Ponca Tribe Leader Championed Native American 14th Amendment Rights
The U.S. Postal Service holds reverence for Chief Standing Bear by honoring him with a Forever stamp. In 1879, Standing Bear won a landmark court ruling that determined a Native American was a person under the law with an inherent right to life, liberty, and the pursuit of happiness.
The first-day-of-issue event is free and open to the public. News of the stamp is being shared with the hashtag #ChiefStandingBearStamp.
The Honorable Anton G. Hajjar, vice chairman, U.S. Postal Service Board of Governors
Candace Schmidt, chairwoman, Ponca Tribe
Judi M. Gaiashkibos, executive director, Nebraska Commission of Indian Affairs
Friday, May 12, at 11 a.m. CDT
Centennial MallBetween P and Q streetsLincoln, NE 68508
Dedication ceremony attendees are encouraged to RSVP at: usps.com/chiefstandingbear
In 1877, the U.S. Army had forcibly relocated some 700 Ponca to Indian Territory (what is now Oklahoma) after the federal government had given away the tribe’s homeland in the Niobrara River Valley in what is now northeastern Nebraska.
In a landmark civil rights case, Standing Bear v. Crook, Standing Bear sued the government for his freedom after being arrested, along with 29 other Ponca, for attempting to return to his homeland. Lawyers filed a writ of habeas corpus to test the legality of the detention, an unprecedented action on behalf of a Native American.
After winning the case, Standing Bear and the members of the Ponca who had followed him were allowed to return to their old Nebraska reservation along the Niobrara River.
One issue that his 1879 trial had raised was finally resolved in 1924 when Congress adopted the Indian Citizenship Act, which conferred citizenship on all Native Americans born in the United States.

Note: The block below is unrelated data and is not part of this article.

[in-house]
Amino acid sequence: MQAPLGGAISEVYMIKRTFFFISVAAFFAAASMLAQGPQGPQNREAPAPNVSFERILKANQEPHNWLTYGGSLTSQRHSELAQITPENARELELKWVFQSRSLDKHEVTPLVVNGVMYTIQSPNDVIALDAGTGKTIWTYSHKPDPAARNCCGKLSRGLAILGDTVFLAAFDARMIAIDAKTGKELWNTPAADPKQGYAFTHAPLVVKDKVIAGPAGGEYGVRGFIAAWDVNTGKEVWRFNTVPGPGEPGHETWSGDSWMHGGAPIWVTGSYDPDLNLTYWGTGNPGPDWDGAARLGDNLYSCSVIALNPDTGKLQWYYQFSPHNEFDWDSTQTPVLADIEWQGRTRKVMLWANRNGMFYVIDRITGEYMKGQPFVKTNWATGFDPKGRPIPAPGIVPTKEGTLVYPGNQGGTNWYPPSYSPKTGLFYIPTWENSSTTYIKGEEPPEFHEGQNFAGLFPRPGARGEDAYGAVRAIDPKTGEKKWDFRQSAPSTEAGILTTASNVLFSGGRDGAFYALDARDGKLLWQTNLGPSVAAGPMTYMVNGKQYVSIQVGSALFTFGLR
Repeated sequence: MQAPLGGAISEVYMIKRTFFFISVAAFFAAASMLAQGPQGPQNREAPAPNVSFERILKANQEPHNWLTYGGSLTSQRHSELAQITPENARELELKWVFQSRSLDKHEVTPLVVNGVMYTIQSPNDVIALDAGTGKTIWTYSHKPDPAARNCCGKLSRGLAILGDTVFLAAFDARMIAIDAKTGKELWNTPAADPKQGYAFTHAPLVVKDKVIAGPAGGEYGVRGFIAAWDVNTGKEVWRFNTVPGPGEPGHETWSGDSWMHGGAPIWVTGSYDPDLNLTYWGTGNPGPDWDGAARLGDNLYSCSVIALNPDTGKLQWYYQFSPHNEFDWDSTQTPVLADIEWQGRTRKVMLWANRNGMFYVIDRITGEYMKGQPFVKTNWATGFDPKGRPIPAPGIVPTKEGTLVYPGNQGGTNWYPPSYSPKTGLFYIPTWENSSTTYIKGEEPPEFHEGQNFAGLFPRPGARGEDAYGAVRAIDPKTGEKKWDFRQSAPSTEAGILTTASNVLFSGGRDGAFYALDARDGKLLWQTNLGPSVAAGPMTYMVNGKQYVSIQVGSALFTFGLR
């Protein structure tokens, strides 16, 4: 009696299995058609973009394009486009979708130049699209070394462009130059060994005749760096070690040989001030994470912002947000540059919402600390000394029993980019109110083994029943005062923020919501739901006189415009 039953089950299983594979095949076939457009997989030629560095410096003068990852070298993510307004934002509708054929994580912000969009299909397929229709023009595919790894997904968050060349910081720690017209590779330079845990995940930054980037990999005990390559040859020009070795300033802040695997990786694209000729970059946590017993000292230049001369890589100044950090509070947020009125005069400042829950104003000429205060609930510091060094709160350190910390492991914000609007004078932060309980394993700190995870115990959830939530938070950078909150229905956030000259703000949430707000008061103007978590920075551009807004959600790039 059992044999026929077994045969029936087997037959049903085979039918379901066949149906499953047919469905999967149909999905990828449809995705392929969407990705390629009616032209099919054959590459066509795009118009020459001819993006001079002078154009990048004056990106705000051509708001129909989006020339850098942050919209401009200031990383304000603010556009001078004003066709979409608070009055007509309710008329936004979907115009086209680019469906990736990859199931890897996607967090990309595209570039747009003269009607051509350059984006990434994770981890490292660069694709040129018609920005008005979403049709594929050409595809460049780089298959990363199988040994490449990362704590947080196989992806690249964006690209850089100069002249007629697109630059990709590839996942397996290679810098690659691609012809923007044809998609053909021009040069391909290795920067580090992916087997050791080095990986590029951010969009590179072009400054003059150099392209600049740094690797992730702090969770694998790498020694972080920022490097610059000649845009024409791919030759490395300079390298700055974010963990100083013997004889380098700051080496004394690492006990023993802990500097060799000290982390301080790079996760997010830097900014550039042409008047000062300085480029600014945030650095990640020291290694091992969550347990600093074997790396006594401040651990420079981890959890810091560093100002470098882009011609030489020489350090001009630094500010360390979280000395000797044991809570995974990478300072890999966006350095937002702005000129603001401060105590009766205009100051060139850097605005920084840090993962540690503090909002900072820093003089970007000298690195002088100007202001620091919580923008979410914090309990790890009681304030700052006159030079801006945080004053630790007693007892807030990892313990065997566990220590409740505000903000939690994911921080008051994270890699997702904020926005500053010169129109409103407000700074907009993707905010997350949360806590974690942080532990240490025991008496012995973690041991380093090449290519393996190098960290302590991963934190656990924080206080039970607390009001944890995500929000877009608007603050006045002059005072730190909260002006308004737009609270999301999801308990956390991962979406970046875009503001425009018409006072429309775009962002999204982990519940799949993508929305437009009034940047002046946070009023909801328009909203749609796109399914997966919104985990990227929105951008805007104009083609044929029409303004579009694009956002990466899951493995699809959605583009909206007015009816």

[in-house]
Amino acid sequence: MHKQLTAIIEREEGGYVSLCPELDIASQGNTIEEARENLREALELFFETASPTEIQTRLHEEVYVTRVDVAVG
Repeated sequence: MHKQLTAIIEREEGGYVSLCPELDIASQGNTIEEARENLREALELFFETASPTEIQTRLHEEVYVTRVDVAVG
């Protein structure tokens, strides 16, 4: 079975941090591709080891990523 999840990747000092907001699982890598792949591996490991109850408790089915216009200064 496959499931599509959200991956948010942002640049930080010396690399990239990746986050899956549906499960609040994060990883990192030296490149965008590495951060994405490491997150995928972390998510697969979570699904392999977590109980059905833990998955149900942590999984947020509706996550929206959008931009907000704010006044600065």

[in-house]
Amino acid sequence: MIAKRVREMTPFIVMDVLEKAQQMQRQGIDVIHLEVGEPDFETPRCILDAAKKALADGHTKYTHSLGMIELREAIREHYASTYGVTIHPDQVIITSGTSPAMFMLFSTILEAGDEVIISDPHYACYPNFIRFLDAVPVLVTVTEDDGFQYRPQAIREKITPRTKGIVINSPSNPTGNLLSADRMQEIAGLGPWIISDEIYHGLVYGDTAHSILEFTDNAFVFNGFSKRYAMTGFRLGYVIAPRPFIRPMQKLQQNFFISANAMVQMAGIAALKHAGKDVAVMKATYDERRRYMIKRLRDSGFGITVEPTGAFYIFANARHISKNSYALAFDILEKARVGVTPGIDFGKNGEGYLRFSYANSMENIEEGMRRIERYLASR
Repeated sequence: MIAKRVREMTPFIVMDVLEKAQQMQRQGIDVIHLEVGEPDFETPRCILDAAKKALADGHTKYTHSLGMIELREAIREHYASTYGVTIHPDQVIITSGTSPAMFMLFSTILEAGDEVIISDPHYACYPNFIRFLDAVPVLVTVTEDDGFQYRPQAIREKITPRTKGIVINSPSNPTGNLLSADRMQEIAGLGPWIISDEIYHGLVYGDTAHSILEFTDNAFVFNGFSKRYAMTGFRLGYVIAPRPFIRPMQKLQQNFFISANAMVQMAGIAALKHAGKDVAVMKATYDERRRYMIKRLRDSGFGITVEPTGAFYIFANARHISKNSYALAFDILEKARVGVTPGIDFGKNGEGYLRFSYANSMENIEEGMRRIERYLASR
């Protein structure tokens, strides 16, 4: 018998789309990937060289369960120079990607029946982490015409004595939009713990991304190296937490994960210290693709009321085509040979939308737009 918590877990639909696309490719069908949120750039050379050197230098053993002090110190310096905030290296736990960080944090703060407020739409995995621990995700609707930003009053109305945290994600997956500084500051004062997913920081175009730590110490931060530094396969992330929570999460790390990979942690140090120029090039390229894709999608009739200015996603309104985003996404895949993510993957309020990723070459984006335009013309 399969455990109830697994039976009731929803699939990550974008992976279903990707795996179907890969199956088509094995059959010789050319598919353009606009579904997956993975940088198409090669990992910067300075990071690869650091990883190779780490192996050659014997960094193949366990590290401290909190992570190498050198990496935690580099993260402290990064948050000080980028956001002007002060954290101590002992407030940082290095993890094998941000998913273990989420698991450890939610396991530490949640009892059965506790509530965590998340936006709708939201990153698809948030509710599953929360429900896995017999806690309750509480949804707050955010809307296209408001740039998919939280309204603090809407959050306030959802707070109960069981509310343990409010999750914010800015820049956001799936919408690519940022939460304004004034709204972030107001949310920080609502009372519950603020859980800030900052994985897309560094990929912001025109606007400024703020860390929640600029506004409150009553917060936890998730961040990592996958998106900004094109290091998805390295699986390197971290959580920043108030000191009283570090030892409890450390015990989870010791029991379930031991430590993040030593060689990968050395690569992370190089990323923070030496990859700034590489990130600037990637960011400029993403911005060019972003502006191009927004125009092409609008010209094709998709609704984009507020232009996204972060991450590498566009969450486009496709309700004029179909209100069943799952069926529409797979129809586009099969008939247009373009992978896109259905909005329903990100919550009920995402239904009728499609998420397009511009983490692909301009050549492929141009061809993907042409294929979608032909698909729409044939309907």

This stamp features a portrait of Chief Standing Bear by illustrator Thomas Blackshear II. Blackshear created the portrait based on a photograph taken of Standing Bear in 1877 while he was in Washington, DC, as part of a delegation of Ponca chiefs appealing to government officials for the right to return to their homeland. Art director Derry Noyes designed the stamp.
Customers may purchase stamps and other philatelic products through the Postal Store at usps.com/shopstamps, by calling 844-737-7826, by mail through USA Philatelic or at Post Office locations nationwide.
The United States Postal Service is an independent federal establishment, mandated to be self-financing and to serve every American community through the affordable, reliable and secure delivery of mail and packages to nearly 165 million addresses six and often seven days a week. Overseen by a bipartisan Board of Governors, the Postal Service is implementing a 10-year transformation plan, Delivering for America, to modernize the postal network, restore long-term financial sustainability, dramatically improve service across all mail and shipping categories, and maintain the organization as one of America’s most valued and trusted brands.
The Postal Service generally receives no tax dollars for operating expenses and relies on the sale of postage, products and services to fund its operations.
For USPS media resources, including broadcast quality video and audio and photo stills, visit the USPS Newsroom. Follow us on Twitter, Instagram, Pinterest and LinkedIn. Subscribe to the USPS YouTube Channel and like us on Facebook. For more information about the Postal Service, visit usps.com and facts.usps.com.
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